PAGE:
A New Zealander kidnapped in a deadly attack in Nigeria suffered non-life-threatening injuries, the Prime Minister says.
The employee of Perth-based mining company Macmahon Holdings was one of seven men - including three Australians, a South African and two Nigerians - released by the kidnappers.
They were in a convoy on the outskirts of the city of Calabar in southern Nigeria when they were attacked by gunmen on Wednesday. A Nigerian driver was shot dead in the attack and a fourth Australian man escaped.
The company said five of the men were injured, two seriously, and were receiving medical attention.
John Key won't give any details of the injuries but said he was "not overly" shocked when he heard what they were.
Ministry of Foreign Affairs and Trade has been in touch with the New Zealander, but for privacy reasons, Mr Key wouldn't give too much detail.
"None of the injuries he's sustained are life threatening. Obviously we're delighted that he's been released, and the company's obviously been effective in seeing that release."
The New Zealander who was abducted lives in Australia, and has been named in the media as Jamal Khan.
A Ministry of Foreign Affairs and Trade spokesperson said an official in Nigeria's capital Abuja was in touch with the New Zealander soon after his release. The ministry is also in close contact with the man's family.
Macmahon Holdings CEO Sybrandt van Dyk said all seven men were now in a "safe location", but five had been injured during their ordeal.
"Three of the men have wounds and two remain in a serious but stable condition," he said.
"Two of the men have rib injuries. They all are receiving specialist medical attention.
"Our priority now is to ensure that all of them are stabilised and ultimately given [clearance]... to travel."
He said the men had all spoken to their families overnight, which had been "a great relief to everyone".
"I would like to offer my condolence to the family of our local driver who was killed during the incident. Our thoughts and prayers are with his family."
Mr van Dyk thanked those who had contributed to the group's release, highlighting the work of Nigerian authorities.
"Last night's outcome has been the result of a great team effort - in particular I would like to thank the Nigerian authorities, at both the local and federal level, who have provided us with professional support every step of the way, and assisted us with the safe recovery of our men," he said.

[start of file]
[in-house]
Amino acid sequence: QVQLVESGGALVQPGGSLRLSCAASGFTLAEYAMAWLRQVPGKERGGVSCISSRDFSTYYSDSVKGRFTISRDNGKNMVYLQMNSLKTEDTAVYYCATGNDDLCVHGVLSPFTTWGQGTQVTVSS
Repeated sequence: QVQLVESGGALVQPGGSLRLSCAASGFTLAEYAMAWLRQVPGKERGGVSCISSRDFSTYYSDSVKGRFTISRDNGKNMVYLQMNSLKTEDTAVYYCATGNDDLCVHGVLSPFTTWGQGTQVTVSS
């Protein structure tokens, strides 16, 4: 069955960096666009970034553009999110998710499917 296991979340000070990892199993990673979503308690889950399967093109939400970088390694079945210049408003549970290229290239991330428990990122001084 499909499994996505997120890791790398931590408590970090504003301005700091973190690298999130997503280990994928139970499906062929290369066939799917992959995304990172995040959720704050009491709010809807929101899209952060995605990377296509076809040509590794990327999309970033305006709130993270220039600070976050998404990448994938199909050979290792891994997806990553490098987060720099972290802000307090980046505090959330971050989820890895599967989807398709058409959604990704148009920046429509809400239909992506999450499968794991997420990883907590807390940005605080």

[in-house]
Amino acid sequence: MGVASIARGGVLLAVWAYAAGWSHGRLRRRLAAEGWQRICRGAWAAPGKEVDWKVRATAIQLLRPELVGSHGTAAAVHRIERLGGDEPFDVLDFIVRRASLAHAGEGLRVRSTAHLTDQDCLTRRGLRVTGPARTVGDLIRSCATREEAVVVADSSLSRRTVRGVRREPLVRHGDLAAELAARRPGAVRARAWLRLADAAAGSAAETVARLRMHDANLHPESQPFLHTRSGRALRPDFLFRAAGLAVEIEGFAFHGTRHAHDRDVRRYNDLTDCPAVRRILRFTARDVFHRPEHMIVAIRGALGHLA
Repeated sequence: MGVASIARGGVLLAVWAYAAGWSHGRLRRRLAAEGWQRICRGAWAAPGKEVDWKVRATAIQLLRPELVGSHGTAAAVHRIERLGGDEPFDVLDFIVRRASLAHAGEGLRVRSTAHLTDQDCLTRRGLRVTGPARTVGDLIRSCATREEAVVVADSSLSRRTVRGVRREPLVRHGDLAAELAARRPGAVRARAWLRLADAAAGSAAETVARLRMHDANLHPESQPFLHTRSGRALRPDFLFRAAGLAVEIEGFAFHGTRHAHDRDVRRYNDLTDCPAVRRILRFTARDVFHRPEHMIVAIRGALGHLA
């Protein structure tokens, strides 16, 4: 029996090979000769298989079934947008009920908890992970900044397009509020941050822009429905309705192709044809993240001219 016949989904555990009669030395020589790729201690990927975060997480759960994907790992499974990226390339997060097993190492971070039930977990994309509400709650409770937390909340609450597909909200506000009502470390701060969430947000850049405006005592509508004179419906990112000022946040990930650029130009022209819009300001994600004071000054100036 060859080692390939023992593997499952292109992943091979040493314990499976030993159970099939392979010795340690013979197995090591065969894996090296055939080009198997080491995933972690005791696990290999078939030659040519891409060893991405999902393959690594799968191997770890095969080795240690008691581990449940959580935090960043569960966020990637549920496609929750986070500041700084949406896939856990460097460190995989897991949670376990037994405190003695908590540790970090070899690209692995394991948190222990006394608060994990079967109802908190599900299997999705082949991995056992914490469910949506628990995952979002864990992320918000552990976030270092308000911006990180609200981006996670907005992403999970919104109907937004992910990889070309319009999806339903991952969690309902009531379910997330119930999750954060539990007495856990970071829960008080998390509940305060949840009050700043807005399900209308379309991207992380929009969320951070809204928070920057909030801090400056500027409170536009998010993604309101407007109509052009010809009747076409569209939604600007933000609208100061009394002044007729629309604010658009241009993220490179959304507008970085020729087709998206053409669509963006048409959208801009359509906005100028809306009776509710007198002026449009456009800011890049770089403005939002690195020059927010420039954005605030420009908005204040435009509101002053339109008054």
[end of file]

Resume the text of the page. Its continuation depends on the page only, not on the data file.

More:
"I'm also grateful for the efforts of the Australian, New Zealand and South African authorities and to a team of specialist international security advisers who have worked with us to help secure this outcome."
Unclear if ransom was paid
Nigeria correspondent for UK newspaper The Times Jeremy Kelly told Morning Report it was still unclear whether a ransom was paid.
"However some local Nigerian media have reported that some money - the amount of which we don't know - did in fact change hands."
Mr Key said he didn't know if a ransom was paid to free the men. Nigerian police say it wasn't.
The company has not commented on a ransom, or how the release happened, Mr Kelly said.
Speaking on Sydney's 2GB Radio, Australian Foreign Minister Julie Bishop would not speculate on whether any money changed hands, saying only the Australian government does not pay ransom.
"I believe that they are all well, they're undergoing health checks and it's obviously been a very traumatic time for them and no doubt they're returning home to their families."
Macmahon has a seven-year contract for quarrying operations in the Calabar region, about 600 kilometres south of the capital Abuja.
Kidnappings of foreigners are common in the region, which holds most of the OPEC member's crude oil and contributes about 70 percent of national income. Nigeria was Africa's top oil producer until a recent spate of attacks on oil facilities.
- ABC / Reuters / RNZ